Keeping your home clean and organized requires a lot of effort—there are a lot of tasks both big and little to keep track of that add up, taking up quite a bit of your time and energy. It can honestly get overwhelming, especially if you lead an already busy lifestyle, or deal with depression, and have to face a mess that's piled up.
The urge to clean everything all at once in one big marathon clean can be strong—be it because you finally have the time and energy and you feel ready to take it on, or because you think that's the only way it'll get done—but doing everything at once isn't necessarily the best idea. At least, that's one of the main principles of "Unf*ck Your Habitat: You're Better Than Your Mess," a book by Rachel Hoffman.
If the title sounds familiar, yes—Hoffman is also the one behind the popular website, Unfuck Your Habitat. Many people have turned to the site over the years for help dealing with an overwhelming mess (including our readers, as many of you have shared the site in your comments!), so Hoffman knows what she's talking about.
The book offers advice for getting your most dreaded tasks done, and for changing your outlook on your mess, but perhaps the most important takeaway is to skip marathon cleanings. Why? Well, there are a few reasons that Hoffman explains in the book. For one, it leads to an all-or-nothing mentality, which just continues the cycle of letting things pile up over time. It can also be unhealthy, as "many people manifest anxiety or manic episodes with marathon cleaning" and you can start to associate cleaning with feeling sick or distressed. It's also a temporary and unsustainable solution that doesn't help you actually build healthy and helpful habits.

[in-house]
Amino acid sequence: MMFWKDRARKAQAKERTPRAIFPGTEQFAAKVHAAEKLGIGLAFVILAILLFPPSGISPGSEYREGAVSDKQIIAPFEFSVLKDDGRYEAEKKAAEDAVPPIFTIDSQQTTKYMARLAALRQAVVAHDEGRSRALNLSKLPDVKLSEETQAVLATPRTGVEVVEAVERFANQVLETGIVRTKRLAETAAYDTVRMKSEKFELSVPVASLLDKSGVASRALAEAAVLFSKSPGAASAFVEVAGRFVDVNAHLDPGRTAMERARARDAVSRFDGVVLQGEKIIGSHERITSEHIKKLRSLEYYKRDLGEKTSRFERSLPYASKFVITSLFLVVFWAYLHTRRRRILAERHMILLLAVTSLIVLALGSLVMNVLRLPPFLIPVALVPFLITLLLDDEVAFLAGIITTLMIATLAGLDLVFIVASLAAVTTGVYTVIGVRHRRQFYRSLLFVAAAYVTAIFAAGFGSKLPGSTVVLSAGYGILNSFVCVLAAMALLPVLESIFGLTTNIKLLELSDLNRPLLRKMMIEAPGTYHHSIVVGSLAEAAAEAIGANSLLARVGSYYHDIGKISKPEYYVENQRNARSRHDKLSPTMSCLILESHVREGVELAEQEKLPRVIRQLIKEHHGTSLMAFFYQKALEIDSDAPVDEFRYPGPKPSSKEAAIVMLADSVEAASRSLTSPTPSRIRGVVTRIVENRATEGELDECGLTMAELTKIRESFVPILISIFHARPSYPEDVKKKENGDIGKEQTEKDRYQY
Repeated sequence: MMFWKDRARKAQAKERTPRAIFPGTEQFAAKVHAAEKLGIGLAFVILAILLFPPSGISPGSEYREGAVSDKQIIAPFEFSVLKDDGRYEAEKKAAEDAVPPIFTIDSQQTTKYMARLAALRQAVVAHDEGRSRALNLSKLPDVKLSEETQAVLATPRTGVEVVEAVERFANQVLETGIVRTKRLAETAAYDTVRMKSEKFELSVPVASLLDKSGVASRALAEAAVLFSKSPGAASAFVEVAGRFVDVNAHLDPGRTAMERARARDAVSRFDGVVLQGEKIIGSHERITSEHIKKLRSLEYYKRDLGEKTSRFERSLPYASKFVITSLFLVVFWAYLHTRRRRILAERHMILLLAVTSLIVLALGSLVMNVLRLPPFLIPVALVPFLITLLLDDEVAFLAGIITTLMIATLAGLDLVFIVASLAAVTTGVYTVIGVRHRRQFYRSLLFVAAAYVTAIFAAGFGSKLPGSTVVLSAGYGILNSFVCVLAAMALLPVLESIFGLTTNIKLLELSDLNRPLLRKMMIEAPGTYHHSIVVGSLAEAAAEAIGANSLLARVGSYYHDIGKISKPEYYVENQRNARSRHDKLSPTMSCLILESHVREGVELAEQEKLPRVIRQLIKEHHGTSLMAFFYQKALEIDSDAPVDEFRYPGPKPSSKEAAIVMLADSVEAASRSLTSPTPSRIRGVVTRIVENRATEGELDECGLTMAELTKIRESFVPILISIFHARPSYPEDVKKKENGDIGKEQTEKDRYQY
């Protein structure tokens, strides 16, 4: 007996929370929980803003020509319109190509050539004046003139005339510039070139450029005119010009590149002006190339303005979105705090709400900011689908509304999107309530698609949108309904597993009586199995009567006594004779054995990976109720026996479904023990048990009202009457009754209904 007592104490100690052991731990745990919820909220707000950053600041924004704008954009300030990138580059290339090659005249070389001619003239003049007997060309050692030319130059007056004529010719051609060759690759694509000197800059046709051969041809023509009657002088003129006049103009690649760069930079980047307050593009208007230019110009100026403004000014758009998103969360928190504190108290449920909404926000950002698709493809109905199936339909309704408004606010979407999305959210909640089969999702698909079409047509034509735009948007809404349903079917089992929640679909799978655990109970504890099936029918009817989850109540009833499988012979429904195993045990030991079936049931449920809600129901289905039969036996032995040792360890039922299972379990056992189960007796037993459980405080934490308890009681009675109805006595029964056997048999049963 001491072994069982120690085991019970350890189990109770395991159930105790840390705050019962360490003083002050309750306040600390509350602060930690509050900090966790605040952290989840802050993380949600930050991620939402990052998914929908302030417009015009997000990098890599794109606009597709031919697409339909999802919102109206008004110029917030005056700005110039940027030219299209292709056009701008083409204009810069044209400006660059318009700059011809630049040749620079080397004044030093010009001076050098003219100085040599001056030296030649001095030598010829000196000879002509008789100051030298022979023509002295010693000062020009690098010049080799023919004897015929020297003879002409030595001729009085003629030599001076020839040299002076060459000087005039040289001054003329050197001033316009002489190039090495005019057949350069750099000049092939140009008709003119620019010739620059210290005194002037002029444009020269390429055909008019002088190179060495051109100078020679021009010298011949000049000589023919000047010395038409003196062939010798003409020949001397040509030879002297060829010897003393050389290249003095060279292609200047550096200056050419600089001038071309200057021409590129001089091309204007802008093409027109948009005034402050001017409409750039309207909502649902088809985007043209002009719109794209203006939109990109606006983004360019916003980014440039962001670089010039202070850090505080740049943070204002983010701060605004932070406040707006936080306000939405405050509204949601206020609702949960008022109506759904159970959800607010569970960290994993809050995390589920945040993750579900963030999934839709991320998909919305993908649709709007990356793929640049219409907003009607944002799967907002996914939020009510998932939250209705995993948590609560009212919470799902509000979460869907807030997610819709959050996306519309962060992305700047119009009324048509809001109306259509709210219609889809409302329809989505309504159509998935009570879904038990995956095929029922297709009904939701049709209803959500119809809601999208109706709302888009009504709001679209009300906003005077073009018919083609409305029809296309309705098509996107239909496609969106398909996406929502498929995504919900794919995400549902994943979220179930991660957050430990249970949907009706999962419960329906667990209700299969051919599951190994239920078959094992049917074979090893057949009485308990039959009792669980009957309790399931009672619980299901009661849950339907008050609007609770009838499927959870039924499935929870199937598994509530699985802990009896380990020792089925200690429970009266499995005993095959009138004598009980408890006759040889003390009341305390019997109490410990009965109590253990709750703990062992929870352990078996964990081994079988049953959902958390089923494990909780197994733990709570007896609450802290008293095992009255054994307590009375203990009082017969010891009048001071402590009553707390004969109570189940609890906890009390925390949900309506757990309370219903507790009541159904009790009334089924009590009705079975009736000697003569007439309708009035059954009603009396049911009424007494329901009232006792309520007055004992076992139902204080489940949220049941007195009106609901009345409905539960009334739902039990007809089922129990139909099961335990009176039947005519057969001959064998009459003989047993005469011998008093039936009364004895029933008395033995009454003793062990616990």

So, what should you do instead?
The solution is what Hoffman calls 20/10s—as in every time you clean, you should spend 20 minutes cleaning, then take a ten minute break before you continue. And that applies even if you're doing a task that takes more than 20 minutes to complete. That doesn't mean you're limited to 20 minutes per day—just that you shouldn't clean for more than 20 minutes straight without stopping. But why is that so important to the system?
"The break is not optional," Hoffman writes. "Breaks are important for a number of reasons, mainly to show that you can stop when you need or want to, and also because they interrupt the part of your thought process that wants to turn a cleaning session into a marathon. So while you might still take several hours to accomplish a task or project, you're breaking it up into workable chunks that allow you to do other, more enjoyable things in between so you don't get lost in and overwhelmed by your task."
This 20/10 rule also helps when you feel overwhelmed by what you need to get done, because you're breaking tasks that feel impossible down into smaller increments that feel much more doable.
"Twenty minutes at a time, once or a few times a day, is a sustainable way of keeping your habitat unfucked," Hoffman writes. "You can incorporate twenty minutes a day into the rest of your life without feeling like you're spending all of your limited and precious free time cleaning your damn house."